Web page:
Toxic substances, on the other hand, serve to describe all the harmful substances we are exposed to on a given day. Cosmetics, commercial sunscreens, candy bars, fast food, alcohol, even the very air we breathe all contain substances that aren't harmful in small amounts, but can stress out our organs as they accumulate over time.

The take-away? Detoxification has more to do with what we don't put in our bodies rather than what we do. If we give it a chance, the body actually detoxifies itself quite efficiently. That doesn't mean you have to stop wearing lipstick or quit the wine or avoid the sun altogether. Minimizing exposure to such toxins and adding more natural, "cleansing" foods like fresh vegetables and fruits and spring water, and regular fasting, go a long way toward improved energy and overall health.

How Does Detoxification Work?

liver detoxification

Your liver is the first line of defense, but your kidneys, skin, and digestive tract are heavily involved too. With the help of bile, the liver prevents toxins from entering the bloodstream. Then the colon produces beneficial bacteria (probiotics) that prevent those toxins from doing harm to the body. The kidneys filter the blood, further removing toxins via the urine. Sweat is also instrumental here, but not as much as most people think. Indeed the belief that one can "sweat out toxins" in a sauna, steamroom, zumba or yoga class is as much a fallacy as astrology is in determining our future. As well, detox massages work more to enhance blood and lymph circulation than to eliminate toxins.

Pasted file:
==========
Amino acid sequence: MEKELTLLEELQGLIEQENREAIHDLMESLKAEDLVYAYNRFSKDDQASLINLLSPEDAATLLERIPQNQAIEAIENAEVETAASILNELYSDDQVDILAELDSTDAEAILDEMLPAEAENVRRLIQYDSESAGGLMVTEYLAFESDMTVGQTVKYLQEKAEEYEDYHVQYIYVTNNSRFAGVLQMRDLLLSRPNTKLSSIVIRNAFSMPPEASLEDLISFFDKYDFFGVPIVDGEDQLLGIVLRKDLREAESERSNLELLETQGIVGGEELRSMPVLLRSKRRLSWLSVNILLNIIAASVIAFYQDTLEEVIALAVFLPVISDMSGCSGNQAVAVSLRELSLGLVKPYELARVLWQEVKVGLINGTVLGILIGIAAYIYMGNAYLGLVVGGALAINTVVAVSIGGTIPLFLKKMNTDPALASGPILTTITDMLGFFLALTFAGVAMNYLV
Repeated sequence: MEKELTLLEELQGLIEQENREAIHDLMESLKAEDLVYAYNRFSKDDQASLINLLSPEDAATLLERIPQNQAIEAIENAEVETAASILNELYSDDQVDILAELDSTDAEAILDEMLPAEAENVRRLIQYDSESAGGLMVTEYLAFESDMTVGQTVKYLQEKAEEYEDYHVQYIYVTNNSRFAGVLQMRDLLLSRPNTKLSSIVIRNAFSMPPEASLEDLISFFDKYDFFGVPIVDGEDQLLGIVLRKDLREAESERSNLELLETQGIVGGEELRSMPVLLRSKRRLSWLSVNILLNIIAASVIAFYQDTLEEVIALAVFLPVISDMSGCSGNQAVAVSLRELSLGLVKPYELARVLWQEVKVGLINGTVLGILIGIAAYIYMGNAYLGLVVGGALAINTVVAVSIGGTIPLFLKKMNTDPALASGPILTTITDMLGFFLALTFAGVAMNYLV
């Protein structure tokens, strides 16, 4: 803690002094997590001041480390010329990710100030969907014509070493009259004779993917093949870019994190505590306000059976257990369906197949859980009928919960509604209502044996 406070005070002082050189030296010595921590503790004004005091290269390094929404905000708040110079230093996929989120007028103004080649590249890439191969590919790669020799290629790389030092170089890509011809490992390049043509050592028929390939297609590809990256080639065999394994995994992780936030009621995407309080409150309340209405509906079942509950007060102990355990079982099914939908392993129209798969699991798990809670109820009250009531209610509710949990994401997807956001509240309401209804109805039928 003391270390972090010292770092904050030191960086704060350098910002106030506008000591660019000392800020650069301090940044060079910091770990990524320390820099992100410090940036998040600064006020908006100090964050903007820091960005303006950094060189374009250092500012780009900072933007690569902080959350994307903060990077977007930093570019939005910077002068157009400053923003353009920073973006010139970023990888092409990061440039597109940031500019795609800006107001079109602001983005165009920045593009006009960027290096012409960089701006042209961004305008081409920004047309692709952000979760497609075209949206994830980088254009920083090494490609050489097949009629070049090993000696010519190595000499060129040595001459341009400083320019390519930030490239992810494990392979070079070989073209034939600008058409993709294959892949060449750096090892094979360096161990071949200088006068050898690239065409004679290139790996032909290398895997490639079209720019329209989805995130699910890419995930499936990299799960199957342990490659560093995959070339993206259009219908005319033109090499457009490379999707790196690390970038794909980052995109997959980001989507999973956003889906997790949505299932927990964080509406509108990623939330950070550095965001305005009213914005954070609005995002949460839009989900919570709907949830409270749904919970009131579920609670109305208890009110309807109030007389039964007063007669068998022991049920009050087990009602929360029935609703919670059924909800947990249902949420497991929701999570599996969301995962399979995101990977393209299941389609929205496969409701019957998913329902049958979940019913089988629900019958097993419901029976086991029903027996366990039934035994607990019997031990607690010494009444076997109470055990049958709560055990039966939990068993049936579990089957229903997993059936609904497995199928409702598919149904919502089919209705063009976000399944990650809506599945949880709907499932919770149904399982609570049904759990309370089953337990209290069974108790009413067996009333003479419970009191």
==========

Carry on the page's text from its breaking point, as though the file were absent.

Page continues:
So what about that frog venom?

You may have heard of kambo, also known as "frog medicine." It comes from the poisonous secretions of the giant monkey frog, native to South America. Historically, it was used by indigenous people within the context of a healing ritual to cleanse, heal, and strengthen the physical body. Today, people all over the world use this toxin to rid the body of toxins (notice the paradox) and treat numerous physical and mental health conditions. Indeed, some supporters of kambo claim it has a cleansing influence on the psyche.

Kambo works like this: The venom is applied to a burned portion of skin and absorbed into the blood and lymphatic systems. It immediately induces vomiting and other severe side effects including nausea, abdominal pain, diarrhea, and heart palpitations. While there is no scientific evidence that supports the use of kambo as a method for detoxifying the body, it's not a surprise that it produces a kind of psychological relief as the body's mechanisms kick into high gear to eliminate the toxin.

Spring Cleaning?

So, are you a buy-in or a skeptic about detoxification after reading this? Are you looking for a kambo supplier, heading to your local green juice haunt, or retiring the idea of detox altogether? Whether you're leaning one way or another, the most important consideration is how your body feels in any detox or cleansing protocol. If a liver "detox" feels like the right move for you, go for it, but ensure you clear any potential health issues with an expert first. Ease into diet changes, allowing your body time to get with the program, so to speak.

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From our kitchen to yours, we wish you a mean, green, cleansing regime this spring!